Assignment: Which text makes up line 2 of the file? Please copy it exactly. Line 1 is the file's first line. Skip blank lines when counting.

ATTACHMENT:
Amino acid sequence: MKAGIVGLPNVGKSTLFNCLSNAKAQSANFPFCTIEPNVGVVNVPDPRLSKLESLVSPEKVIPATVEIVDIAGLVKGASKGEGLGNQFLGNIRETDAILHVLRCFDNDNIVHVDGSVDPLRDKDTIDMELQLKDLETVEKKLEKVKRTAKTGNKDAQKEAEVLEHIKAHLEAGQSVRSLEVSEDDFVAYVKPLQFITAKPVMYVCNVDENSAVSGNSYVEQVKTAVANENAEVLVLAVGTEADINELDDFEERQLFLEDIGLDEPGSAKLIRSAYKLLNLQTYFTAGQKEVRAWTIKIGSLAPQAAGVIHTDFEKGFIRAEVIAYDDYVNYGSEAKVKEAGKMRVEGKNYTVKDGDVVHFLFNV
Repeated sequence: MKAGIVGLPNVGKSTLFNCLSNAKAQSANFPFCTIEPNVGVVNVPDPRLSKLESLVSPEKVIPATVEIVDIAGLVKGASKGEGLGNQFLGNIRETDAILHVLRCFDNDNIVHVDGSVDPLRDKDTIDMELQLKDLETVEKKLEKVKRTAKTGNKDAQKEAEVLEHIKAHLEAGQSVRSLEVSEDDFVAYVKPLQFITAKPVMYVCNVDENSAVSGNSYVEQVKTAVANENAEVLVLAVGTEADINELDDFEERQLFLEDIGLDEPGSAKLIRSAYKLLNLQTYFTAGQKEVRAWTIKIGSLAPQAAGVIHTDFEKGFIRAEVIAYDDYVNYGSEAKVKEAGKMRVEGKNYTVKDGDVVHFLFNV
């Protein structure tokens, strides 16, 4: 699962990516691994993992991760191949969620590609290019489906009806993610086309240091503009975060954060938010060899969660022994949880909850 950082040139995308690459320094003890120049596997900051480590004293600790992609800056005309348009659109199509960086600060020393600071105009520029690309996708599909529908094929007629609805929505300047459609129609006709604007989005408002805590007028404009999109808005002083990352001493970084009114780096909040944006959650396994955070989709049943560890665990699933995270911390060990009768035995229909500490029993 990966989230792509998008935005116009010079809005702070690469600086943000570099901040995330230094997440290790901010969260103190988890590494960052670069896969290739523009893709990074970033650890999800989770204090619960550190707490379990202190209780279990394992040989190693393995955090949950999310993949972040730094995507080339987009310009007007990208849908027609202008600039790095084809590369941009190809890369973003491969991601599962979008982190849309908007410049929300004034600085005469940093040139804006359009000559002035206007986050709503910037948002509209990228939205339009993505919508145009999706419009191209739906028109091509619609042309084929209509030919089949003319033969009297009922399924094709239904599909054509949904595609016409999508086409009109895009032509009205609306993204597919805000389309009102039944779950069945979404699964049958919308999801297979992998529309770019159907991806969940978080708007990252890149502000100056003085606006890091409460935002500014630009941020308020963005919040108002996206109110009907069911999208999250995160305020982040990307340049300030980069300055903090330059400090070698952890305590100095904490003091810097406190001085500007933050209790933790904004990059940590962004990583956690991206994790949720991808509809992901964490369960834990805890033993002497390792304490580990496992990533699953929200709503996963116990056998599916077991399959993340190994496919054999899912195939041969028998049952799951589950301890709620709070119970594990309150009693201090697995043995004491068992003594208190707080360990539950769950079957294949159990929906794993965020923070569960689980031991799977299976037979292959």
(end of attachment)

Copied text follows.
Repeated sequence: MKAGIVGLPNVGKSTLFNCLSNAKAQSANFPFCTIEPNVGVVNVPDPRLSKLESLVSPEKVIPATVEIVDIAGLVKGASKGEGLGNQFLGNIRETDAILHVLRCFDNDNIVHVDGSVDPLRDKDTIDMELQLKDLETVEKKLEKVKRTAKTGNKDAQKEAEVLEHIKAHLEAGQSVRSLEVSEDDFVAYVKPLQFITAKPVMYVCNVDENSAVSGNSYVEQVKTAVANENAEVLVLAVGTEADINELDDFEERQLFLEDIGLDEPGSAKLIRSAYKLLNLQTYFTAGQKEVRAWTIKIGSLAPQAAGVIHTDFEKGFIRAEVIAYDDYVNYGSEAKVKEAGKMRVEGKNYTVKDGDVVHFLFNV